JDS: But still the Tamil society is battling to come to terms with their harrowing experiences and they have hardly recovered from the shock. Whatever may be the intentions, dont you think it is too early - perhaps even wrong in a moral sense - to intervene and interpret their lives in our terms?

DP: I don’t think anything is too early for anything. But what we need is indepth understanding and collaboration. I don’t think we should get stuck in binaries of Sinhala/Tamil and or Sinhala/Muslim/Tamil. Yet I can see what you are driving at. It is not the Sinhala perspective that is at fault here. It is the lack of understanding of where the Sinhala perspective fits into the overall scheme of things.

For instance, where does the Director as a Sinhala person figure in the film itself, within its coding? This is an important aspect.

To put it more simply, it is important to have an indepth understanding of the society one is working with, the material. When I did Ponmani, Rajadurai’s story grabbed my attention. It was a very simple story, but I saw the depth in it. One has to feel strongly for the people, what is happening to the people, overall, have a strong social commitment to be honest with oneself. This means one develops an intimacy not only with the people, but also with the issues, the material. A combination of this intimacy with the people as well as the politics of the people would make you see that there is an organic link between the people, the issues, and the place.  This takes time and time is important. 

JDS: Your last film “In Search of a Road” drew considerable attention from many viewers as a serious attempt to explore the geographical and emotional terrains of war affected regions in the island. What was the reaction of the Sinhala viewers?

DP: 'In Search of a Road' is not about Tamils per se. It is about the political life of Sri Lankans as ethnic polities and the Sri Lankan state as it impinged on the lives of the people. We were a three member team of researchers and all of us brought our memories into the research and the script. Our research was driven by memory, or personal engagement with events in the past and in contemporary times. This was our strength. When we did research, there was a personal investment. I had large amounts of footage in the end. The film went through multiple versions. What was important was a vision that we carried through the film about dialogue between all sections of the people. We had extensive dialogue with different segments of the people, displaced and living in the middle of an intense war.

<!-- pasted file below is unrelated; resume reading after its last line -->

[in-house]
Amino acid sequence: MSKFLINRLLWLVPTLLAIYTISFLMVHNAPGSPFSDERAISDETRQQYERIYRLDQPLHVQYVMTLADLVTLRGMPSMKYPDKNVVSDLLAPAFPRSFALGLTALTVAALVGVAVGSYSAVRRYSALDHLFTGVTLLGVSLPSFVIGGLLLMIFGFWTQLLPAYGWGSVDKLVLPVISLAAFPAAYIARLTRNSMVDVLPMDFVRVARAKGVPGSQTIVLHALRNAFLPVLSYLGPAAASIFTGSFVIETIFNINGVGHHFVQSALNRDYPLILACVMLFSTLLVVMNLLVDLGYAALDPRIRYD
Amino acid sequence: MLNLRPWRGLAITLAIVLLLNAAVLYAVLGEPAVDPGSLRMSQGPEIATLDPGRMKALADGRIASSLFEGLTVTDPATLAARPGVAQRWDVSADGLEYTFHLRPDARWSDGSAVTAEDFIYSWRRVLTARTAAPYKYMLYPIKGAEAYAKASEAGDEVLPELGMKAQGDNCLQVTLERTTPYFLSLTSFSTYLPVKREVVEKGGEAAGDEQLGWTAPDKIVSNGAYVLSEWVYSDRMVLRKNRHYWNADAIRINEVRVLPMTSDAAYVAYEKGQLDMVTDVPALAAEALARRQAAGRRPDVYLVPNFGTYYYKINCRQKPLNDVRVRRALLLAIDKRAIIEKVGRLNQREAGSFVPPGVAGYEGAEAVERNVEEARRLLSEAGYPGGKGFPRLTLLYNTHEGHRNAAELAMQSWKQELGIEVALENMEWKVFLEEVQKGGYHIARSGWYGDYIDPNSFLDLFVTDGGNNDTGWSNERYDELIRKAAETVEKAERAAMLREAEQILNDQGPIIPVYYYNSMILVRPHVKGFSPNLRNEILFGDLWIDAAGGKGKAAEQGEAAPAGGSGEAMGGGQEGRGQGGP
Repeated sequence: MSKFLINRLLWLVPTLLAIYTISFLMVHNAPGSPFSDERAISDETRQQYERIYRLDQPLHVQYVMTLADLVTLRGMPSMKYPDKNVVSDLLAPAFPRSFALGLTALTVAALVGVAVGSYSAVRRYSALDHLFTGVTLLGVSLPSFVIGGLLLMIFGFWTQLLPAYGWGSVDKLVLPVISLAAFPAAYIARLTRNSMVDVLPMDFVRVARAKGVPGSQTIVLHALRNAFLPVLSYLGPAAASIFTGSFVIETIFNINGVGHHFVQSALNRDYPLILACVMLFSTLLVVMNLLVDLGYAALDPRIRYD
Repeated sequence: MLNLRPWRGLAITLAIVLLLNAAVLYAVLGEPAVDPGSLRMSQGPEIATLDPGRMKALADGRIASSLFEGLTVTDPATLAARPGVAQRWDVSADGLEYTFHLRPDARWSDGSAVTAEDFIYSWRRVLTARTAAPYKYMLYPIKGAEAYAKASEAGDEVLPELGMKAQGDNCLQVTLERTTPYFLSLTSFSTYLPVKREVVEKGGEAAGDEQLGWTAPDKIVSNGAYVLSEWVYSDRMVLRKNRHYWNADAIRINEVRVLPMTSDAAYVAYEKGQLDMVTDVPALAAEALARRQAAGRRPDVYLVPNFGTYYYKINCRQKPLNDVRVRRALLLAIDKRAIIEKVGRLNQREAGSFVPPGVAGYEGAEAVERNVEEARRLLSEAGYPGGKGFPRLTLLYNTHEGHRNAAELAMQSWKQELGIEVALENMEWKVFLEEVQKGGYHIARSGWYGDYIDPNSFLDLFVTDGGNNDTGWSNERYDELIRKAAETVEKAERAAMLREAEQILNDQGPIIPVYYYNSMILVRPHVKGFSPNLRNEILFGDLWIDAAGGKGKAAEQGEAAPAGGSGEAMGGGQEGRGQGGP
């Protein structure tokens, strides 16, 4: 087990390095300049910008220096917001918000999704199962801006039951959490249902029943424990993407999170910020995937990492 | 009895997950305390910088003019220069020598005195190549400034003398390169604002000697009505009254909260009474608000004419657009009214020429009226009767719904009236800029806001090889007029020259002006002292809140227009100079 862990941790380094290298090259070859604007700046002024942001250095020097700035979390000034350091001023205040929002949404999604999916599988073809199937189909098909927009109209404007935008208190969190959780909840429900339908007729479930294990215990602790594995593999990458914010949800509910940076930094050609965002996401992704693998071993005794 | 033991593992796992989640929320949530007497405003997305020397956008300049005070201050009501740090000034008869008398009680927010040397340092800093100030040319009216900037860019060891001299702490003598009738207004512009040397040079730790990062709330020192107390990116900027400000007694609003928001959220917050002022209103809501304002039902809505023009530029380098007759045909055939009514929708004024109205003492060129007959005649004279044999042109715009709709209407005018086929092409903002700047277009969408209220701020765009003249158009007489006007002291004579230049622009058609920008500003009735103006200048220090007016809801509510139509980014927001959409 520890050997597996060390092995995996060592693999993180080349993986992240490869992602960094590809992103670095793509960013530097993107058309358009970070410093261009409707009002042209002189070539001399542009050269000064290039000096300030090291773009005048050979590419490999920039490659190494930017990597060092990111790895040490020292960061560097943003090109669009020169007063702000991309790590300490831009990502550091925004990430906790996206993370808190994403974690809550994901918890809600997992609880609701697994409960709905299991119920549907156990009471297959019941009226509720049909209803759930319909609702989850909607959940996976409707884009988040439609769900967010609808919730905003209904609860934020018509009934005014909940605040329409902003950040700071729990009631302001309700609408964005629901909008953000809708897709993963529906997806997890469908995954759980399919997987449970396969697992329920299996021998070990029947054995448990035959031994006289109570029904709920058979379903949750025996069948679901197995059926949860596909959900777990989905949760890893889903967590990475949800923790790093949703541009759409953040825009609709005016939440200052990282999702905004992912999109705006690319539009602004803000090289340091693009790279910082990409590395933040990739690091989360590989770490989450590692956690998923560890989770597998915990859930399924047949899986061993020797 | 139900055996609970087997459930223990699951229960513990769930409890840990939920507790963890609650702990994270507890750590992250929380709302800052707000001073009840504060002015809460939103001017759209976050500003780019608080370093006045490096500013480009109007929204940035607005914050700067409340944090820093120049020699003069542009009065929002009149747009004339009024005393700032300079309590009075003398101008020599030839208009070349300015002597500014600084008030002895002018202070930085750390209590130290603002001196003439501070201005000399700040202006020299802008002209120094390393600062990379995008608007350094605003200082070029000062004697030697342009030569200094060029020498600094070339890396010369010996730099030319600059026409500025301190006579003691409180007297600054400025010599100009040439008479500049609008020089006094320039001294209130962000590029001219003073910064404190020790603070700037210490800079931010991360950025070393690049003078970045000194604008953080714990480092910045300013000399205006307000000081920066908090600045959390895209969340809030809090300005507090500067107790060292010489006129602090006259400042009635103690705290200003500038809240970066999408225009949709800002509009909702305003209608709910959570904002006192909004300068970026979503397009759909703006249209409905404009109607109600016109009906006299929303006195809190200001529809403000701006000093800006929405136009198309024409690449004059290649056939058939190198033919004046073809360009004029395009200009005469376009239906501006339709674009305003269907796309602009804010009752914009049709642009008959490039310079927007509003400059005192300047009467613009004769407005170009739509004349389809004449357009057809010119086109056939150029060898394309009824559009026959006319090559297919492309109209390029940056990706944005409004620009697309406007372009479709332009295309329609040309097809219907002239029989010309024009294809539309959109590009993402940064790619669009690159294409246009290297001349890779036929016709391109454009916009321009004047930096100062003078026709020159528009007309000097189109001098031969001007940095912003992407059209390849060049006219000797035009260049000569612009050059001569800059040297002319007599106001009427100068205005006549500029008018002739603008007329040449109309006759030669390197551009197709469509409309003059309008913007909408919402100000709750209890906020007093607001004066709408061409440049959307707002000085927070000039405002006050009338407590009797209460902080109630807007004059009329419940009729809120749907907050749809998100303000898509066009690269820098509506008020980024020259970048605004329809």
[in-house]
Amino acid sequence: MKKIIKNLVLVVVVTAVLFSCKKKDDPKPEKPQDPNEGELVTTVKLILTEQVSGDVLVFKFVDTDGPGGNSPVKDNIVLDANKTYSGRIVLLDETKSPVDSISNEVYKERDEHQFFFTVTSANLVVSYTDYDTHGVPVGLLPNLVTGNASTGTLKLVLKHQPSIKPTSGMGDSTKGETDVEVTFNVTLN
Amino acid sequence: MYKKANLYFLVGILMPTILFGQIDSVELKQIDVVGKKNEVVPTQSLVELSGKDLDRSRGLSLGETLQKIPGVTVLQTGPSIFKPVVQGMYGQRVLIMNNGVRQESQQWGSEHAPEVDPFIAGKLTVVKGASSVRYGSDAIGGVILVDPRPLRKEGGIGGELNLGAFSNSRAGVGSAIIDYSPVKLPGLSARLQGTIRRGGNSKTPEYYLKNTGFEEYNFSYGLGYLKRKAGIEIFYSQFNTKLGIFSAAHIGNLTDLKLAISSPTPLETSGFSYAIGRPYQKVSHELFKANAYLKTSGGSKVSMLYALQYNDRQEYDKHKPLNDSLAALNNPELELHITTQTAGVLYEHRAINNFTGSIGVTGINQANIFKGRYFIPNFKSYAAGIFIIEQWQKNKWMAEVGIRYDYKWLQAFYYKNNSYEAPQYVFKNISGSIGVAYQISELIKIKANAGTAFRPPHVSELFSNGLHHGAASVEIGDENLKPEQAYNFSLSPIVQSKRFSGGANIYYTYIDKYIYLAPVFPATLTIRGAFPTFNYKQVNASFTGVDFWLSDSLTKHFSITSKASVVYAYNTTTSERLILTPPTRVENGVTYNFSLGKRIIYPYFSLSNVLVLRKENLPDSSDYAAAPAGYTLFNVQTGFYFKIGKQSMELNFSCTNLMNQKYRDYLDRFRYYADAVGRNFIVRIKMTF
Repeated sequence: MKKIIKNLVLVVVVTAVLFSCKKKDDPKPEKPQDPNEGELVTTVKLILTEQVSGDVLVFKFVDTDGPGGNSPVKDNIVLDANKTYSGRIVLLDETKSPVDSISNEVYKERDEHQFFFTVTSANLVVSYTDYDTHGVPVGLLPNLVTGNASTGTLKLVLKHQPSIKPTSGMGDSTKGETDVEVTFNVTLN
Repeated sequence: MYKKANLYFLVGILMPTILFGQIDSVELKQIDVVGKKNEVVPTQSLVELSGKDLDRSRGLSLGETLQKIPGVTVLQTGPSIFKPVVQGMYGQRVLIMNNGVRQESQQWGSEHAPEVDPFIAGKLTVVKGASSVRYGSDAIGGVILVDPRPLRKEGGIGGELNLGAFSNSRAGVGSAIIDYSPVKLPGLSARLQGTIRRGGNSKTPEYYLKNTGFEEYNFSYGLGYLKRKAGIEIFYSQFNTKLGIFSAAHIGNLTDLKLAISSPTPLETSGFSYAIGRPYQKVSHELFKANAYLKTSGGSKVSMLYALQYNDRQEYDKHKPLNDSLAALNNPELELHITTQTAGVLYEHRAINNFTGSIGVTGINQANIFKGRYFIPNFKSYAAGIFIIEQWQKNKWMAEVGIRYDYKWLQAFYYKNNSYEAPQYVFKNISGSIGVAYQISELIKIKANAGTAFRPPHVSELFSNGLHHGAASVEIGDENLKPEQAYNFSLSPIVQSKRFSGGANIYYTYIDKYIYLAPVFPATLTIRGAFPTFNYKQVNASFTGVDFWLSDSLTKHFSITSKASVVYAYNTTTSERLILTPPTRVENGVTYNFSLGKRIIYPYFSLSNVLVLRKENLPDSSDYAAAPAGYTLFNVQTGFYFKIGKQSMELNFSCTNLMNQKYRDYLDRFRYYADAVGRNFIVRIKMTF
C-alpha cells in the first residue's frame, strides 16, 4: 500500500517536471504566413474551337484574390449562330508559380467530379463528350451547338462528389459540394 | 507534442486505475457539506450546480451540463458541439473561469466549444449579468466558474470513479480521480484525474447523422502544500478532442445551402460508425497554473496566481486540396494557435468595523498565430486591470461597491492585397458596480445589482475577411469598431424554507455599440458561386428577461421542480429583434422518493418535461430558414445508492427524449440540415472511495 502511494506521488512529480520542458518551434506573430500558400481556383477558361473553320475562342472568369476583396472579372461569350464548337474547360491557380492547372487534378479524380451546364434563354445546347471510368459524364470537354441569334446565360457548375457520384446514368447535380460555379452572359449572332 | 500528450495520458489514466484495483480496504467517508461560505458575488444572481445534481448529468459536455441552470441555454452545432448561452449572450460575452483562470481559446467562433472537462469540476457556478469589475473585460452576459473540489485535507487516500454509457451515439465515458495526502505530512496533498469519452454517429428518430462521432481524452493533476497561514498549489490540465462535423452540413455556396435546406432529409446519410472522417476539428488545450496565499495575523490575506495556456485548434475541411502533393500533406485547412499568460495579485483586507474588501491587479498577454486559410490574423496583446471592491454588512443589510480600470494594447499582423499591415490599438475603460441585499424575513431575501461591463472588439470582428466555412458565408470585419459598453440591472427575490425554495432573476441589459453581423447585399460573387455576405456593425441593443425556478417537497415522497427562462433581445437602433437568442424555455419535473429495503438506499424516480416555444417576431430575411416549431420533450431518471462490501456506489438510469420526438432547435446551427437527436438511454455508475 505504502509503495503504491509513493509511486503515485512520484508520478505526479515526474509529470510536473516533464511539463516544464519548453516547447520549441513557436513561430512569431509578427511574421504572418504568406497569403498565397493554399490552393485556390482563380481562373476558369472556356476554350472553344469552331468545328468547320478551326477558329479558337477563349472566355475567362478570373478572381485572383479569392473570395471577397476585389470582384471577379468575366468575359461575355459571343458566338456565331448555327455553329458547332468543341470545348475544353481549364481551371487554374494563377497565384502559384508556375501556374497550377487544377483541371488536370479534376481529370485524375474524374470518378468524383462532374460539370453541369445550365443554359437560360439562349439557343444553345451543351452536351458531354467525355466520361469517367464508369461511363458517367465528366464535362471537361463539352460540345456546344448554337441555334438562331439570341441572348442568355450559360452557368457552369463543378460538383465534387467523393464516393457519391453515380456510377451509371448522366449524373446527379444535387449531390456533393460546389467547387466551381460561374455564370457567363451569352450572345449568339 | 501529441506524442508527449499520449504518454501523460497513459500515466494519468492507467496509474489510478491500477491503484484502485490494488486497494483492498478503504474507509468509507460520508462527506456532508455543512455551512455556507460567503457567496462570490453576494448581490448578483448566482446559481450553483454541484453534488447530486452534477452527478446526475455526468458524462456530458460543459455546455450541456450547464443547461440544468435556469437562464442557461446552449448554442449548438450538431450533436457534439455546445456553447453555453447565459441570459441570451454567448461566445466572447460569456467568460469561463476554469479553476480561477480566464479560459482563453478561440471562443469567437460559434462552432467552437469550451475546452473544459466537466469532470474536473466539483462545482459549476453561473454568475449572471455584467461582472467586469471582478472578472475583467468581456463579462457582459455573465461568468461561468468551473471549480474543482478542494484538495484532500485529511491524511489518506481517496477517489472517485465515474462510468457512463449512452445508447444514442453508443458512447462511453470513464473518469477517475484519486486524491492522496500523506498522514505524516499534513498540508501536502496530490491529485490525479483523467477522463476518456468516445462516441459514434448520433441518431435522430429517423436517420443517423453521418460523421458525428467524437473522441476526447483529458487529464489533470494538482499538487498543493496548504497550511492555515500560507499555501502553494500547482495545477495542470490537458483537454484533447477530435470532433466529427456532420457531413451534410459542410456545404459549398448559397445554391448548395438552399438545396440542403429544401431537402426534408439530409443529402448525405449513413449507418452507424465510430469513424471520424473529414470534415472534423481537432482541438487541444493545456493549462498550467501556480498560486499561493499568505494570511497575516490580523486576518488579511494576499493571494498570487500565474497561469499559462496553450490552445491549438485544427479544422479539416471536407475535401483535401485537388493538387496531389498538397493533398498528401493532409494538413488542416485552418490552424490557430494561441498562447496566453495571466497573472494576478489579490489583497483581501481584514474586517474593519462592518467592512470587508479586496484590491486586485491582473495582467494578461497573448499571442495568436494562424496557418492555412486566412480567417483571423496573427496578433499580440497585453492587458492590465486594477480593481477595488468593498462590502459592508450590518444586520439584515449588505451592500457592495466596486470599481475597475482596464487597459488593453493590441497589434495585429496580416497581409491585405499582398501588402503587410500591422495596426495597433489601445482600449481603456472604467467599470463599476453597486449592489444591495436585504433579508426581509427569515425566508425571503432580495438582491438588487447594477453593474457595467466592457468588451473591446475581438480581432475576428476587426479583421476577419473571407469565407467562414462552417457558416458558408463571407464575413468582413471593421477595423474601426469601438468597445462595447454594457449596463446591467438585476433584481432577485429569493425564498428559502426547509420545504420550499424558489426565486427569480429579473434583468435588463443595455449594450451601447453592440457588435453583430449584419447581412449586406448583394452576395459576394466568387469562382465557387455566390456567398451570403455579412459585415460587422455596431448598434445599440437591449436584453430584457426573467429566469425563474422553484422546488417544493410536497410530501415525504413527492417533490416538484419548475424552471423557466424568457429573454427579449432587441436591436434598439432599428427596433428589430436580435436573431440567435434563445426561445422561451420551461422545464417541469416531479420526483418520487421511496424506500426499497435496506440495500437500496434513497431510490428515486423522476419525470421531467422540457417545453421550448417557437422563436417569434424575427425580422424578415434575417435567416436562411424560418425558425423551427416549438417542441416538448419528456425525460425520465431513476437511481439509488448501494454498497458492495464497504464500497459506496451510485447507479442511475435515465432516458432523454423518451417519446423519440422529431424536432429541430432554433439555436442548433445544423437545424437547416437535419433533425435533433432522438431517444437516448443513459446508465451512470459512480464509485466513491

The most important thing in 'In Search of Road' is about the links between the north and south; both socially and politically.  The political links overlap and counter the social and economic links.  In trying to trace these links over a 100-year period of history, as ethnic consciousness intensifies and the marginalization of minorities intensifies, leading to violence and war in the end, I wanted to look at how people coped and how this has impacted on the people. It is the anti thesis of a war film. Recently at a screening in Zurich, one of the spectators said, what a quiet film it is. And it is that inner quietness that we need as opposed to the pomp and pageantry of the war films.

The film has been screened in post war Sri Lanka and continues to make an impact. Interestingly, it evokes different emotions and thoughts among different communities, Northern and Eastern Tamils, and Muslims, upcountry Tamils  and the Sinhala people in the south. And all those feelings are important to engage with.

JDS: You belong to the first generation of political filmmakers in the country, who pioneered a new approach in the early '80s widely known as the 'Left Bank Cinema' , which was named after Rive Gauche in the French new wave.  Do you see any possibilities of reviving such a tendency?

DP: It would be good to revive a left bank cinema in Sri Lanka. There are so many budding filmmakers who are experimenting with form and content today. And they show a certain kind of sophistication in technique and in the visual medium. But for the most part I feel there is a lack of a strong commitment to social change in those films.  I wonder whether this has to do with our dependence today on film festivals.  But this question has to be explored further. So, I too am in search of an answer as to how we can form a film movement that is not prescriptive, that nurtures innovation and experimentation both in form and content, and yet remain politically committed to questioning the status quo, the establishment.

JDS: In most of your films, the 'silence' is used as a form of expression. What do you intend to express through your silence at this time?

DP: I am biding my time. I have a few good scripts, but in this time of the domination of market forces, compounded by the fact that the space for filmmaking has shrunk and has become increasingly conservative, I must say, that when I do make my next film, it would be an outburst.

Manjula Wediwardane is a journalist and a writer who had worked for several Sinhala language newspapers including Lankadeepa, Ravaya, and Hiru. He has published five poetry collections and authored several books of prose. He lives in exile in Europe.

© JDS

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Journalists for Democracy in Sri Lanka